Four years after igniting a national debate over immigration, the Arizona Legislature has jumped into the battle over gay rights with a bill that had opponents on Friday predicting boycotts against the state.

The legislation allows business owners with strongly held religious beliefs to refuse service to gays, and all eyes are on Gov. Jan Brewer (R) as she decides whether to sign the bill. A decision is likely this week.

The conservative governor is already feeling pressure from businesses to veto the bill, which passed late Thursday. A prominent Phoenix group says it would be another black eye for a state that saw a national backlash over its 2010 immigration crackdown law, SB1070. Opponents also pointed out that the legislation would serve as a major distraction as Arizona prepares to host the Super Bowl next year.

But Brewer will also face pressure to sign the bill from social conservatives who backed it as religious rights legislation.

Brewer, who is deeply religious but also pro-business, is caught in the middle. She has not taken a public position on the bill.

Social conservatives and libertarian-minded members of the GOP say the legislation protects the First Amendment rights of business owners who are expressing their religious beliefs.

The legislation was passed over the objections of Democrats who said it was clearly designed to allow discrimination against gays. All but three Republicans in the Legislature voted for the bill.

Barry Broome, the president and chief executive of the Greater Phoenix Economic Council, urged the governor to veto the bill and said four companies have already put plans to open facilities in Arizona on hold until they see if the bill becomes law. The impact could mean the potential loss of “thousands of jobs,” Broome said.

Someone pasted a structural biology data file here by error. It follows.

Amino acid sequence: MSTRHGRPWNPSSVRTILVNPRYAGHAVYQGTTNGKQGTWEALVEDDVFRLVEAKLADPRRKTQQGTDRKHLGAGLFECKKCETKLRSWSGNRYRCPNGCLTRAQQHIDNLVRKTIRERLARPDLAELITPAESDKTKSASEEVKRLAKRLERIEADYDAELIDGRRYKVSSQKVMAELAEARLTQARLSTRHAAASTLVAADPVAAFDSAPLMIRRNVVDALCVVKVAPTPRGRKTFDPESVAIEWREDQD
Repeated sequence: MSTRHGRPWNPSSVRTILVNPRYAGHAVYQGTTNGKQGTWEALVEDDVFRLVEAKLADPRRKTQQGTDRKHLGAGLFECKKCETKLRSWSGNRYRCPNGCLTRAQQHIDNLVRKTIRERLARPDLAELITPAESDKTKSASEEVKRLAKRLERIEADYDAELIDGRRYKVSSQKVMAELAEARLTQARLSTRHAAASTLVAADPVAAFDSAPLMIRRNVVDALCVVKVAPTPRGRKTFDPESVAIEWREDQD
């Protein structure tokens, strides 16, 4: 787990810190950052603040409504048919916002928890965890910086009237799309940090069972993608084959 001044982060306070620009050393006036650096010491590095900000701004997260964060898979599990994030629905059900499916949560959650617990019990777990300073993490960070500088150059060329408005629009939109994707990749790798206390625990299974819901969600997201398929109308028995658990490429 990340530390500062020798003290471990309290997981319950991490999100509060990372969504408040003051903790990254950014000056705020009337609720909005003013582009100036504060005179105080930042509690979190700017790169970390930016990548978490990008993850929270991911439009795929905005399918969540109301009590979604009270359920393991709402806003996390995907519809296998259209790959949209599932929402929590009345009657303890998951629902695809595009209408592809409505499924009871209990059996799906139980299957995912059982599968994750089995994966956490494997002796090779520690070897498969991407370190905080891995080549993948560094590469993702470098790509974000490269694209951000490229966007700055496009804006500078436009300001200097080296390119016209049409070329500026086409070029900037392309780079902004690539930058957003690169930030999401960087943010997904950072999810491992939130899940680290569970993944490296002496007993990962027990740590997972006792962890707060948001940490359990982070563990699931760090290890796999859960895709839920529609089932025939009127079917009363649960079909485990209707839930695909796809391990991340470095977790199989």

In terms of wooing businesses, Broome said the bill is far more damaging than SB1070 was.

“This is coming out of left field . . . from a bunch of demagogues who don’t care about Arizona’s future,” Broome said. “I think the political consequences are going to be greater than people might think.”

Republicans defended the proposal during two days of debate in the House and Senate, saying the bill is only a “modest update” of the state’s existing religious freedom law, which mirrors existing federal legislation. They frequently cited the case of a New Mexico photographer who was sued after refusing to take wedding pictures of a gay couple and said Arizona needs a law to protect people in the state from heavy-handed actions by courts.

“The world’s on its ear,” said state Rep. John Allen (R), who supported the bill. “It’s alien to me that a business owner can’t reflect his faith in his business.”

The bill allows any business, church or person to cite the law as a defense in any action brought by the government or an individual claiming discrimination. It also allows the business or person to seek an injunction once they show that their actions are based on a sincere religious belief and that the claim places a burden on the exercise of their religion.

Arizona is one of several states with religious freedom laws, and the proposal in question would expand the act in ways that supporters say do not amount to radical revisions.

The bill’s fate should be clear this week. Brewer will have five days after her office receives the bill to act, and it probably won’t reach her desk until Monday.

She vetoed similar legislation last year, but that came during a bill-signing moratorium she put in place while she battled to get recalcitrant conservatives in the Legislature to pass a Medicaid expansion. Still, the veto might be a hint that she won’t go along again. And she has knocked down other controversial bills, including a 2011 bill that would have required President Obama and other presidential candidates to prove their U.S. citizenship before their names could appear on the state’s ballot.

State Rep. Demion Clinco, a Tucson Democrat who is openly gay, called the bill “toxic” and said it will validate attacks on gays and lesbians.

“It actually creates some sort of credibility to be able to tell someone, ‘I’m sorry, I can’t serve you in my restaurant or my place of business or provide you services because you’re different or because of your sexuality,’ ” Clinco said.

Josh Kredit, an attorney for the Center for Arizona Policy, which helped to draft the legislation, said it would not add any new substantive legal rights for business owners.

“We are clarifying the protection we thought existed. We’re not saying you have carte blanche to do whatever you want,” Kredit said.

Religious groups were split. Kredit’s group is evangelical Christian, and the Arizona Catholic Conference backs the bill. The Episcopal Diocese of Arizona opposes it.

— Associated Press